Clozapine is the most effective antipsychotic for treatment refractory people with schizophrenia, yet many patients only partially respond. Accumulating preclinical and clinical data suggest benefits with minocycline. We tested adjunct minocycline to clozapine in a 10-week, double-blind, placebo-controlled trial. Primary outcomes tested were positive, and cognitive symptoms, while avolition, anxiety/depression, and negative symptoms were secondary outcomes.
Schizophrenia and schizoaffective participants (n = 52) with persistent positive symptoms were randomized to receive adjunct minocycline (100 mg oral capsule twice daily; n = 29) or placebo (n = 23).
Brief Psychiatric Rating Scale (BPRS) psychosis factor (P = 0.098; effect size [ES], 0.39) and BPRS total score (P = 0.075; ES, 0.55) were not significant. A change in total BPRS symptoms of more than or equal to 30% was observed in 7 (25%) of 28 among minocycline and 1 (4%) of 23 among placebo participants, respectively (P = 0.044). Global cognitive function (MATRICS Consensus Cognitive Battery) did not differ, although there was a significant variation in size of treatment effects among cognitive domains (P = 0.03), with significant improvement in working memory favoring minocycline (P = 0.023; ES, 0.41). The Scale for the Assessment of Negative Symptoms total score did not differ, but significant improvement in avolition with minocycline was noted (P = 0.012; ES, 0.34). Significant improvement in the BPRS anxiety/depression factor was observed with minocycline (P = 0.028; ES, 0.49). Minocycline was well tolerated with significantly fewer headaches and constipation compared with placebo.
Minocycline's effect on the MATRICS Consensus Cognitive Battery composite score and positive symptoms were not statistically significant. Significant improvements with minocycline were seen in working memory, avolition, and anxiety/depressive symptoms in a chronic population with persistent symptoms. Larger studies are needed to validate these findings.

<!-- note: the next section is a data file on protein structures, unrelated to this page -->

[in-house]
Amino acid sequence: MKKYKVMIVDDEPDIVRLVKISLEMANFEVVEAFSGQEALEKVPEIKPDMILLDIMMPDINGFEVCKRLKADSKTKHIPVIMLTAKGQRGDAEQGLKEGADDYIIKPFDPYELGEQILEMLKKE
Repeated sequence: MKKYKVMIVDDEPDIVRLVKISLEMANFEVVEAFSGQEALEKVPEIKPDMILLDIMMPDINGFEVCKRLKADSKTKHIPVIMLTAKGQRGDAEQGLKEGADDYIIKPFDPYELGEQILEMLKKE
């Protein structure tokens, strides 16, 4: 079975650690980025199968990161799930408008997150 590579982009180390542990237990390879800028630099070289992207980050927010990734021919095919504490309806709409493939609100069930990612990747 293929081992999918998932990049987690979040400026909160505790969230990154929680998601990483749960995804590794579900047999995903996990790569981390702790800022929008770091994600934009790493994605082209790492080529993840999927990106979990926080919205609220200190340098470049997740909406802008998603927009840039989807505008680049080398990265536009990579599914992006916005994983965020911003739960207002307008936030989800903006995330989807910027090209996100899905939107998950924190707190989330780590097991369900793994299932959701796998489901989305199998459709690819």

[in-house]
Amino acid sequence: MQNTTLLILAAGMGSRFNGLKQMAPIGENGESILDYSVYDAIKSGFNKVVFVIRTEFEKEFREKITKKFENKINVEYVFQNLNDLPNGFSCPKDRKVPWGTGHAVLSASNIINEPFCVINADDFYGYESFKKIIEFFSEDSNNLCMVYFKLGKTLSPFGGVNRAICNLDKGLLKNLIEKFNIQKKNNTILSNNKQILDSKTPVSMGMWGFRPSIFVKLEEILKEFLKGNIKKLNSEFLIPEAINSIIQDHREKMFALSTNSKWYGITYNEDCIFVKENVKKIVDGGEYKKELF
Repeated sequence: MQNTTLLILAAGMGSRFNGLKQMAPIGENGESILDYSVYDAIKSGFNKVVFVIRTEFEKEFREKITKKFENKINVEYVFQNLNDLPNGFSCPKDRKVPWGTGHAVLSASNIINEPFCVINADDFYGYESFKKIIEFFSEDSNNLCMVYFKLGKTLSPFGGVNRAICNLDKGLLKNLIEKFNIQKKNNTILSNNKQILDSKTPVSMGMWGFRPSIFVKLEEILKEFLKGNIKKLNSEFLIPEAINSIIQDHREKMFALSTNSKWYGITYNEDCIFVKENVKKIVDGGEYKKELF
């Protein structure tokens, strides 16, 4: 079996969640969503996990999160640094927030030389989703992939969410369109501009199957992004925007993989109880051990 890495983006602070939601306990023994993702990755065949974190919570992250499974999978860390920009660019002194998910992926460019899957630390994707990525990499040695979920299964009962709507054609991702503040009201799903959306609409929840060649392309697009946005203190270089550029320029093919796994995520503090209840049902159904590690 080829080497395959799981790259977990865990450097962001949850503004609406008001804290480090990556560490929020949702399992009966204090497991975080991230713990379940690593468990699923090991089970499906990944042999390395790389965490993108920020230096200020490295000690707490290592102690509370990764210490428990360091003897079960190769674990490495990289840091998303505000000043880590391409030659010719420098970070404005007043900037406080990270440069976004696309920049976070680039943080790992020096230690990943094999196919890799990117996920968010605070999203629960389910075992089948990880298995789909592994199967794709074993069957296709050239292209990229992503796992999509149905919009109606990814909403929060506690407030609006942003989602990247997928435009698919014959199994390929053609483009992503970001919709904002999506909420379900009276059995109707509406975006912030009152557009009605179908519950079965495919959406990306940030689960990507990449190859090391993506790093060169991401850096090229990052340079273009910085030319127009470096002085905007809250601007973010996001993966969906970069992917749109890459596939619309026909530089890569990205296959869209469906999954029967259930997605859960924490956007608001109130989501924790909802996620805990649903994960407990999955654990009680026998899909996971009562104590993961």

From the *Maryland Psychiatric Research Center, University of Maryland School of Medicine, Baltimore, MD; †Department of Psychiatry, Georgia Regents University, Medical College of Georgia, Augusta, GA; ‡Department of Psychiatry, Clinical Research Program, Sheppard Pratt Health System and University of Maryland School of Medicine, Baltimore, MD; and §Department of Psychiatry, Psychology and Neuroscience, Duke University School of Medicine, Durham, NC.
Received October 29, 2014; accepted after revision March 31, 2015.
Reprints: Deanna L. Kelly, PharmD, BCPP, Maryland Psychiatric Research Center, University of Maryland School of Medicine, PO Box 21247, Baltimore, MD 21228 (e-mail: email@example.com).
This study was funded by NIMH R21MH091184-01A1 (D.L.K.; ClinicalTrial.gov registration number: NCT#01433055).
Supplemental digital contents are available for this article. Direct URL citation appears in the printed text and is provided in the HTML and PDF versions of this article on the journal's Web site (www.psychopharmacology.com).